During his childhood, Faulkner was deeply influenced by his mother and grandmother, who were both interested in art and literature. His family were fond of storytelling and Faulkner grew up listening to tales about the history of the south and of his great grandfather, who was a Civil War hero. When he was seventeen Faulkner enrolled at the University of Mississippi and met Philip Stone, who mentored the young writer. Faulkner married Estelle Oldham in and hoped to make a living as a novelist.
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There are electric line poles and paved streets; even the black women who still take in laundry have their husbands pick it up and deliver it in cars. But 15 years earlier, the streets would have been filled with black women carrying bundles of clothes balanced on their heads. Nancy was one of the women whom the Compson children liked to watch carry laundry on her head because she could balance her bundle while crawling through fences or walking down in ditches and then up out of them.
The emphasis on washing both in the first and last sections unifies the story. This first section provides much background information. On the way to jail, Nancy passes Mr. Stovall, a deacon in the Baptist church, and she begins to plead with the white man: "When you going to pay me, white man?
There, she tries to hang herself by removing her dress and using it as a noose. Stovall, to use Nancy as a sexual object, regardless of whether he pays her or not. But a black man could be hanged immediately if he even spoke familiarly with a white woman. Stovall, of course, knows that he will not be punished for striking Nancy. At the time the story takes place, a white man could harm a black person without the least fear of recrimination.
This episode also highlights the theme of small-town mentality. Quentin reports the encounter between Nancy and Mr. Instead, he knows about the incident because it soon becomes the talk of the town: "That was how she lost her teeth, and all that day they told about Nancy and Mr.
Stovall, and all that night the ones that passed the jail could hear Nancy singing and yelling. Again, we have a double vision: The adults discuss a subject that belongs to the adult world, and the young listeners misunderstand the sexual nature of that discussion.
So far, Faulkner has presented only background information. At this point, the main plot, narrated by 9-year-old Quentin, begins with his announcing that Nancy has finished washing the supper dishes, but that she remains sitting in the kitchen.
After speaking to Nancy, Mr. Compson tells his wife that he is going to escort Nancy home because she fears that Jesus is back in town. Her objection is a ridiculous complaint: In the Southern culture in which she lives, no black person, not even the feared Jesus, would break into the Compson mansion or threaten Mrs.
The children quickly decide to go with Nancy and their father. Nancy explains that Jesus was always good to her, but now nobody can protect her from his wrath. Listening to Mr. Compson tell her that this would never have happened if she had "let white men alone," Nancy is adamant that Jesus is close by. She can feel him, and she knows that she will see him only one more time, immediately before he cuts her throat with a razor. Compson tries to assure her that Jesus is most likely in St.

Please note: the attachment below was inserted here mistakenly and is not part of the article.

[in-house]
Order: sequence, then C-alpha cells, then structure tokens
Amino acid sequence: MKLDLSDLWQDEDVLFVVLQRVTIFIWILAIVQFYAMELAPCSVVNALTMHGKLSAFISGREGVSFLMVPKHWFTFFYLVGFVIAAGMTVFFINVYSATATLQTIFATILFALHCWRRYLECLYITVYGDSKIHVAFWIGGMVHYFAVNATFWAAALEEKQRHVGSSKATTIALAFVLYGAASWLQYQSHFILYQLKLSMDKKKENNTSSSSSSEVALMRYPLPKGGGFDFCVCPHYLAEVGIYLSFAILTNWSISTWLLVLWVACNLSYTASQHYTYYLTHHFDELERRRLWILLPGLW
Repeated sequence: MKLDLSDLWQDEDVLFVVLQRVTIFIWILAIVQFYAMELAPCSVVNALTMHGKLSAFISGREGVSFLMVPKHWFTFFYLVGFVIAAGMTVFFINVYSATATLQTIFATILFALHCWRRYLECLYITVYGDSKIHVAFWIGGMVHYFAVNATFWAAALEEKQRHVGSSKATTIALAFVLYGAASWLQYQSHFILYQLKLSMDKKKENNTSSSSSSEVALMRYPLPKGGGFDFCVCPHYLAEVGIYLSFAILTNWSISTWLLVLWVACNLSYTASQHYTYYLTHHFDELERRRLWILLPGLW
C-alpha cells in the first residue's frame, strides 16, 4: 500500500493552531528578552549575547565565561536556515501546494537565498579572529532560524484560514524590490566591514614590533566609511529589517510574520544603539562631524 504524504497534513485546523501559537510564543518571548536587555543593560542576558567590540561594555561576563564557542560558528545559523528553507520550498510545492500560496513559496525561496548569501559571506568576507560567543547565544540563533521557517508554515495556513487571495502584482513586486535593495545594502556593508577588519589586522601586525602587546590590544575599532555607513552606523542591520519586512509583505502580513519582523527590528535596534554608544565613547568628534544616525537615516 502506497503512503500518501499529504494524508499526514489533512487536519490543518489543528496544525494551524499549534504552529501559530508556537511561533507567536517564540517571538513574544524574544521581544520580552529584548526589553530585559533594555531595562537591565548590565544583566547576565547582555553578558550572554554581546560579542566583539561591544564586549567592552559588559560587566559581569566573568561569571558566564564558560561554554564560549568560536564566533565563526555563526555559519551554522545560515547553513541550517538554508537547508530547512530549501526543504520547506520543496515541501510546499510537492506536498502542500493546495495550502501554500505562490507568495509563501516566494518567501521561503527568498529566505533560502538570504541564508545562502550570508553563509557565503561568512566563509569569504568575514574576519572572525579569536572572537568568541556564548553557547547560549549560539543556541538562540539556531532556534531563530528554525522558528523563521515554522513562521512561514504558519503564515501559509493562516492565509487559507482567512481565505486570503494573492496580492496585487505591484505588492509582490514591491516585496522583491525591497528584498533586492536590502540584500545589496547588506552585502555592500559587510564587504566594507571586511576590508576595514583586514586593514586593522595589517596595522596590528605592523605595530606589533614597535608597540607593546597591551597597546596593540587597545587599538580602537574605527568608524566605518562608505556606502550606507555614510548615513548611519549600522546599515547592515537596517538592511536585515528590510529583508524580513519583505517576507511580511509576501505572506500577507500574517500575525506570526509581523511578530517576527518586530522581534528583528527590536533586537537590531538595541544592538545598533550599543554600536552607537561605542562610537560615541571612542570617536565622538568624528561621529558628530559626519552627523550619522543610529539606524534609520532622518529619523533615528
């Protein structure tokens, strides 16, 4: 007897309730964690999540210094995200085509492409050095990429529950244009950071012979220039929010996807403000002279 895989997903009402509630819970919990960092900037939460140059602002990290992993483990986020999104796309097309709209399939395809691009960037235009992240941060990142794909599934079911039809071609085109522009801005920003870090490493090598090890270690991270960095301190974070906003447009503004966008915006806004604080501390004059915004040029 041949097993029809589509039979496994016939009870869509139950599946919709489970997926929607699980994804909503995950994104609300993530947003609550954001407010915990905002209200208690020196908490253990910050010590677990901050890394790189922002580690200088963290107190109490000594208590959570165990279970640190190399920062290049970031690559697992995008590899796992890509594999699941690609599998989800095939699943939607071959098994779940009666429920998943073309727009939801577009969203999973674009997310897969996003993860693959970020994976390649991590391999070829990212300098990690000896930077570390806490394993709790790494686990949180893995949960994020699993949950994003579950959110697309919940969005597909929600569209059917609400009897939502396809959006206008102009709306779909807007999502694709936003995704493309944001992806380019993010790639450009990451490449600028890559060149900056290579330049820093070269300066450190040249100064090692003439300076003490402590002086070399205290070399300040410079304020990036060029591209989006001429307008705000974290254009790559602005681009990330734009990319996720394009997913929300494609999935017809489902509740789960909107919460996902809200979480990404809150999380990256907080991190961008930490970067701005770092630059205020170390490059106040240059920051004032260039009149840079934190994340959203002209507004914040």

Her response is ironic given that this murderous violence is exactly what Nancy fears from Jesus. However, we should be aware that, essentially, Nancy is not blaming Jesus for wanting to kill her. Because she would decapitate Jesus for fooling around, she knows that Jesus is justified in using a razor on her for cheating on him.
Nevertheless, she fears having her throat cut, all alone, in the darkening night. Walking to her cabin, they prattle constantly about which one of them is more scared.
Caddy begins to tease Jason that he is a "scairy cat," which he fervently denies. By teasing each other, the children are clearly unaware of the abject terror that Nancy is feeling. None of them — particularly the inquisitive Caddy — understands the crux of Nancy and Mr. For example, when Mr. Compson tells Nancy that Jesus would not be upset if only Nancy had "let white men alone," Caddy immediately wants to know, "Let what white men alone?.
How let them alone? He is a child relating what he sees and hears. Nancy does not feel in control of her own fate. She constantly reiterates, "I aint nothing but a nigger. It aint none of my fault. Nancy has internalized this condemnation to so great an extent that she believes her life is without value.
Faulkner's Short Stories
There are electric line poles and paved streets; even the black women who still take in laundry have their husbands pick it up and deliver it in cars. But 15 years earlier, the streets would have been filled with black women carrying bundles of clothes balanced on their heads. Nancy was one of the women whom the Compson children liked to watch carry laundry on her head because she could balance her bundle while crawling through fences or walking down in ditches and then up out of them. The emphasis on washing both in the first and last sections unifies the story.
That Evening Sun
Taken from his Selected Short Stories collection the story is narrated in the first person by a young man called Quentin Compson and it is worth noting that the title of the story comes from a W. Handy song, popular at the time the story was written, called Saint Louis Blues. Some critics argue that Quentin mirrors the changes progressive that have come to Jefferson and that he would do things differently while others suggest that Quentin remains the same, that he longs to return to a time when things were easier for southern aristocracy. While Nancy expresses a genuine fear of retribution for getting pregnant by another man from her husband, Jesus, the children never appear to fully comprehend what may happen to Nancy.